In 2019, five of the top poker players in the world sat down in a casino to play poker against a computer. Over the course of the game, they lost big — some $1.7 million (€1.77 million) — to a poker bot called Pluribus.
It was the first time an artificial intelligence (AI) program beat elite human players in a game of more than two players.
In a post-game interview, the players were asked how they felt about losing to a computer. Pluribus, they said, ʺbluffed really well. No human would ever bet like that.ʺ
One player said the bot played like 'an alien', betting hundreds of times more than human players did, even when it was bluffing.
How a bot learned to play poker
ʺWhy was it so alien? It's because Pluribus learned how to play poker completely differently to how humans do," Eng Lim Guo, Chief Technology Officer at Hewlett Packard Enterprise, told DW.
When a human learns to play poker, Guo explained, they learn two main skills: How to make superior mathematical decisions, and how to read their opponents.
But Pluribus didn't learn this way. Instead, it got incredibly good at one aspect of poker — bluffing — through trillions of games of trial and error.
ʺThey trained the machines how to bluff by pitching two machines against each other over trillions of games,ʺ said Guo. ʺAt the end of the training, a bot emerged that was an expert at bluffing.ʺ
This method of learning is called reinforcement learning. It's a unique way to learn one task by repeating the task over and over again until it finds the best methods.
ʺIt explored more spaces of probability than humans ever have since the game was invented. It found different ways of playing,ʺ said Guo.
AI doesn't 'think' as we do
Pluribus' reinforcement learning requires ways of storing information that humans simply don't have the capacity for.
ʺWe grow AI systems,ʺ explained Guo. ʺA machine accumulates and accumulates information over time.ʺ
But the brain doesn't do this. We don't have the time on Earth to train ourselves trillions of times in poker, so instead, we make predictions based on past and similar experiences and pick the best solution accordingly.
In the brain, this learning requires the construction of new neural connections. But we also subtract information, pruning the connections we don't use.
ʺWe both accumulate new memories and forget things all the time. Somehow, we make assessments of what is worth storing and forgetting,ʺ said Upinder Bhalla, professor of computational neuroscience at the National Centre for Biological Sciences, India.
Bhalla explained that the efficiency of human computation comes from this subtractive nature of the brain, which allows us to focus on the meaningful information at hand and attend to the things most important for our survival.
But an AI system can only accumulate data, mindlessly exploring all the realms of possibility in a defined set until it finds the best answer.
For Bhalla, AI systems are way out there in their own tree of evolution, separate from anything remotely lifelike.
ʺArtificial intelligence is vastly different to human intelligence because a computer's architecture is completely different from the brain,ʺ he said.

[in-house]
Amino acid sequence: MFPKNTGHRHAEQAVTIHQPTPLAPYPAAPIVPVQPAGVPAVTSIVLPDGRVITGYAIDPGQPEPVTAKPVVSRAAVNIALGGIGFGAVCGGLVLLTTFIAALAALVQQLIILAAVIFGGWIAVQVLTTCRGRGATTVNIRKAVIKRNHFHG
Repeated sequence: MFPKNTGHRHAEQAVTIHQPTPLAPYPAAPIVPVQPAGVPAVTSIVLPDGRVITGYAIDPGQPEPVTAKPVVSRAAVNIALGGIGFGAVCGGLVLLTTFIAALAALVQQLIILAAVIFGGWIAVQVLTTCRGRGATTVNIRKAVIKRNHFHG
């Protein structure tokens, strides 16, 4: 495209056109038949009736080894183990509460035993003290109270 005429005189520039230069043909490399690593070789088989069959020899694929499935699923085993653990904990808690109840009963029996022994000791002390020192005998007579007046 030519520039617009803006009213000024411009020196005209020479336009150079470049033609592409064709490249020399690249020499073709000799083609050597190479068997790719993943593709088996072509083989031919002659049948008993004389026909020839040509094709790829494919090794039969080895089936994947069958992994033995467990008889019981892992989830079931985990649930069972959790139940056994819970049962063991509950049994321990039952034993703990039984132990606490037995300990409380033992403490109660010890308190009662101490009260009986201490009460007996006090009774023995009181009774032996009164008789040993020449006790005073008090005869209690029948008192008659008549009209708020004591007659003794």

AI is not capable of emotions
One of the reasons why humans find it hard to bluff is due to a phenomenon called loss aversion. Essentially, a potential loss is perceived as emotionally more severe than an equivalent gain. Betting money on a bad hand requires you to overcome this fear.
Pluribus doesn't experience loss aversion. It bluffed like no human would, betting hundreds of times the value of the pot because it had no fear. Playing poker against an emotionless AI meant all the rules of human emotion went out the window.
In fact, no AI systems with feelings currently exist. Specially trained AI systems have poor performance in recognizing human emotion, let alone being able to mimic them. It will be a long time until computers can truly bluff in the emotional ways humans do.
ʺIt's hardly surprising that AI's seem alien to us,ʺ Bhalla told DW. ʺThe way it achieves its amazing capabilities is very unhuman, very unbiological.ʺ
AI 'alienness' could help science
Irina Higgins, a research scientist at Google subsidiary DeepMind, warns that developing AIs that become too alien might be problematic.
ʺAs we develop AI systems, the danger is we invent a brain v2.0 which we also will not fully understand. We need to align AI with humans, making it less alien so we can understand and control it,ʺ Higgins told DW.
But AI being alien might also be a good thing, she said.
ʺIn science, AI systems that have 'alien' ways of analyzing data can help us discover things humans haven't thought of,ʺ she said.
Higgins pointed to AlphaFold, the AI system from Deepmind that has predicted the 3D structure of over 100,000 proteins from their amino acid sequences.
ʺResolving protein structures is one of the most fundamental questions in biology. AlphaFold helps us know how proteins and drugs interact, advancing biological research,ʺ said Higgins.
For Higgins, this is the best example of how the alienness of AI can be used to help humans answer big questions, rather than replace human intelligence entirely.
AI development is still in its infancy. Where we go from here, explained Bhalla, depends on how we approach the development of AI.
ʺAI and computers will be different, but not monstrous. It's incumbent on us make sure we train AI systems to become decent, much like we do with our children,ʺ said Bhalla.
Stay tuned for the next article about AI and the brain...
Edited by Clare Roth and Zulfikar Abbany